Watch Out for Fake Chinese Trademark Registrations

Posted on November 20, 2018.

Original photo of Walmart store published in Sourcing Journal in June 2016

Fakery editing of that photo by a Chinese trademark-registration applicant

Chinese trademark applications are flooding the United States Patent and Trademark Office (“USPTO”). This could hurt your business’s ability to get trademark registrations on its business, product, and service names.

In federal fiscal year 2014, Chinese applicants filed 6290 applications. That increased to 13,633 in fiscal year 2015, to 28,869 in 2016, and to 46,634 in 2017. In fiscal year 2017, approximately eight percent of all U.S. trademark registration applications were filed by Chinese applicants.

Why is this happening?

Regional Chinese governments are paying incentives for obtaining foreign trademark registrations. Information on these Chinese programs is hazy, but the best evidence indicates these governments are paying around $800 for obtaining a U.S. trademark registration.

Because you can file a U.S. trademark-registration application for as little as $225, there is a potential profit of about $575.

The benign explanation of this incentive program is the Chinese government is pushing to transition from being just the contract manufacturer for foreign brands to becoming the producer and exporter of its own brands.

These incentives are causing unethical Chinese actors to file fake trademark registration-applications – applications for trademarks not in use on goods or services sold in the United States. The fake Chinese applications usually claim trademarks that consist of either arbitrary words and phrases or arbitrary letter and number combinations.

Because the USPTO requires proof you are using your trademark to promote the sale of your goods or services, Chinese fraudsters often use photo-editing software to graft their fake trademarks onto pictures. In one fake, a Chinese applicant used a picture of what obviously is a Walmart storefront and replaced “Walmart” with “Instamarket Shop.” Sometimes, a lazy Chinese applicant will edit various fake trademarks onto the same picture of goods, and file a separate application for each fake trademark.

The Amazon “Brand Registry” program also is incentivizing obtaining United States trademark registrations. It protects brands registered as trademarks, which gives such brands an advantage in achieving Amazon sales.

How does this Chinese fakery impact your business?

The USPTO will not register your trademark if there already is a registration or pending application for a confusingly similar trademark for the same or similar goods or services. Previously filed Chinese fake applications could block your legitimate trademark applications.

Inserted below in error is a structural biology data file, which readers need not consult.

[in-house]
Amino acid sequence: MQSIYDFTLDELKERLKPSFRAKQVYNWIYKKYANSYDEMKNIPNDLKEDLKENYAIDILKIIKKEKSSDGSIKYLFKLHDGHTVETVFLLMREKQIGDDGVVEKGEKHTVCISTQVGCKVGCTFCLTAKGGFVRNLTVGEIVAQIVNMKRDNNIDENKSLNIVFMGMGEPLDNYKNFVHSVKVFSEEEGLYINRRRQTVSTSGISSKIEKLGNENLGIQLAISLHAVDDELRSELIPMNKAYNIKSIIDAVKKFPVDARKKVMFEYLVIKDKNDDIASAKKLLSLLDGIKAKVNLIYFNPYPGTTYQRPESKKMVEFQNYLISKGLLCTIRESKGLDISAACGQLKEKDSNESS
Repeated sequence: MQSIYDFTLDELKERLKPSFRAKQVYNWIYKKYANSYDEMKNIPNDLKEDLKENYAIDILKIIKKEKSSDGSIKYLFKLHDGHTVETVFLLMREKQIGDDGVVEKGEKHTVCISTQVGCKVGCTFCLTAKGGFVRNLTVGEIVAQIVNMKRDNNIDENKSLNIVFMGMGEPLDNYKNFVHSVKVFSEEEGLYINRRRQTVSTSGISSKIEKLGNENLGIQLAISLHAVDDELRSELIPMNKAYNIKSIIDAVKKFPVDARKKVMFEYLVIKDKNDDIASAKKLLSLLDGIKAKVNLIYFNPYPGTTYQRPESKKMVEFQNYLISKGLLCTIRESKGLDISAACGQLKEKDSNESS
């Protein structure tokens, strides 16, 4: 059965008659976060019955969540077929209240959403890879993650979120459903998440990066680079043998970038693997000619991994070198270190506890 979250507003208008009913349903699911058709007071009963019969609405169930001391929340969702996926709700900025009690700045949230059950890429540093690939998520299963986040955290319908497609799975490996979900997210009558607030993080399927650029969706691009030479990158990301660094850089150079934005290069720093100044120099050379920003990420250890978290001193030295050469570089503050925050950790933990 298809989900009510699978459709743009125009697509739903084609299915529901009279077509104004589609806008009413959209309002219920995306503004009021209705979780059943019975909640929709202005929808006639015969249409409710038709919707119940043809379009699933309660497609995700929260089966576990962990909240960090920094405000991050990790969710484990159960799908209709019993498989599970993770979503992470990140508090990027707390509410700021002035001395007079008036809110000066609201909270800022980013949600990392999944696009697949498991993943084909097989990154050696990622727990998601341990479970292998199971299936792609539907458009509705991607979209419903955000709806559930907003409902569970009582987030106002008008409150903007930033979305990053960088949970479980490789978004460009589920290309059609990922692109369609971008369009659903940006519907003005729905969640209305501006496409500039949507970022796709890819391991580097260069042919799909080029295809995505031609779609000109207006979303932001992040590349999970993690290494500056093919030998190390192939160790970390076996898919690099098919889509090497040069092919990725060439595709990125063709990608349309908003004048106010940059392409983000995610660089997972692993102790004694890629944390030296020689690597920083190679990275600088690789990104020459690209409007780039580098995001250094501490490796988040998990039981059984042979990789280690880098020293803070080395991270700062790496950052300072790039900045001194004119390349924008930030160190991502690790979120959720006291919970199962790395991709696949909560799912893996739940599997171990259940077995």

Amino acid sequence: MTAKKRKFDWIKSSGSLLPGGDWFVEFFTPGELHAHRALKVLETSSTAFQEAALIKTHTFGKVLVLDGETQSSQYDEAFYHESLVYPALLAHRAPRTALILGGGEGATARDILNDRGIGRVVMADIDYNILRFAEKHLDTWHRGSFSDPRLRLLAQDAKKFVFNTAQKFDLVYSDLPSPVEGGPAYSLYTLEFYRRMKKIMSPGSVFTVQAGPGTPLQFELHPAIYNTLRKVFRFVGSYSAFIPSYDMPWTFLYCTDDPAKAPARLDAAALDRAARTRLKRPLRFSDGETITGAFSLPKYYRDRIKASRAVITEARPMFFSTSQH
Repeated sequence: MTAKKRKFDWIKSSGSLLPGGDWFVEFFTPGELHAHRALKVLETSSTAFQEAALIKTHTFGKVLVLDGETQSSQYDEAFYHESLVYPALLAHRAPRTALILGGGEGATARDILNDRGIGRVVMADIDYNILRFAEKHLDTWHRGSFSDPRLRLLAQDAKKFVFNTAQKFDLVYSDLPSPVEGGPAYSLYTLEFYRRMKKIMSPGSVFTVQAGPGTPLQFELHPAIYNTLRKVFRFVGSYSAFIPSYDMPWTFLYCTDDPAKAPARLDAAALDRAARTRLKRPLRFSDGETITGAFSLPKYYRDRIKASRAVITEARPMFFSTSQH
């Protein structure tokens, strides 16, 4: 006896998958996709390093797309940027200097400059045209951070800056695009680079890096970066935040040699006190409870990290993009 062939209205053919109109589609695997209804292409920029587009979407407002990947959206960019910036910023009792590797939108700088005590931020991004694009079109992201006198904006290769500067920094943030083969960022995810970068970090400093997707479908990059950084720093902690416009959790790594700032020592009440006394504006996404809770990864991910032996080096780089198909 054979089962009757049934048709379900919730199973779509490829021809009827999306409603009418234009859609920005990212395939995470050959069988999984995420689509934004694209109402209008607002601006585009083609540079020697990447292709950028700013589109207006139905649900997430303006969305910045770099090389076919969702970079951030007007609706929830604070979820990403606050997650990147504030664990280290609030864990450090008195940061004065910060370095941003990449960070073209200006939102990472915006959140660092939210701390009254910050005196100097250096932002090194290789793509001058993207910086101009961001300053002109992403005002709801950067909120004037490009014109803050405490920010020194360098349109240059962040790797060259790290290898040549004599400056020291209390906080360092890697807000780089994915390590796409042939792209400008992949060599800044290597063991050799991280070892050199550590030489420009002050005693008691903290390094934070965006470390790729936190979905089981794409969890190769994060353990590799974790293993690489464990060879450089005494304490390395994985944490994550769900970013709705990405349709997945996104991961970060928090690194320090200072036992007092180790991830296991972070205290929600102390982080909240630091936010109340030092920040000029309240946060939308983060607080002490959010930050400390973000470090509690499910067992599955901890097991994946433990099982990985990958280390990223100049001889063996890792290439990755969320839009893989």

There are about 20 advantages to federally registering your trademarks. Those advantages have grown in number and significance because of the dominance of the Internet in commerce.

What is the U.S. government doing to stop this?

It’s trying to distinguish between fake and real applications and has taken action to weed out the fakes. The U.S. government cannot refuse legitimate Chinese trademark-registration applications – applications to register trademarks in use in the United States to promote the sale of goods and services here.

It trained USPTO trademark-examining attorneys to look for hallmarks of fakery, such as photo editing.

It set up a special email address where faked product pictures can be reported.

It is considering requiring all foreign trademark-registration applicants to be represented by a U.S. attorney. The added cost of hiring a U.S. attorney probably would make it no longer profitable for Chinese residents to file applications for fake trademarks.

What should a business do to protect itself?

• Win the race to the federal trademark office. Register your distinctive business, product and service names as trademarks before you get blocked, either by a fake Chinese application or a legitimate applicant.

• Do trademark-infringement watching and policing. Stop any problematic applications before they become registered trademarks.

Even if you get your trademarks federally registered, the later registration of any confusingly similar trademarks for any similar goods or services can hurt your brand. They can cause your trademarks to lose distinctiveness in the marketplace, which can hurt sales. Also, these registrations can block you from registering your existing trademarks for new products and services you introduce.

• If you file a trademark-registration application and it is blocked by a pending application or registration, don’t give up. Your attorney can advise you on possible avenues for overcoming the blockage. If you are blocked by a fake Chinese registration, there are ways to attack the fakery. The earlier you act, the more and better options you will have.

Written on November 20, 2018.

by John B. Farmer

© 2018 Leading-Edge Law Group, PLC. All rights reserved.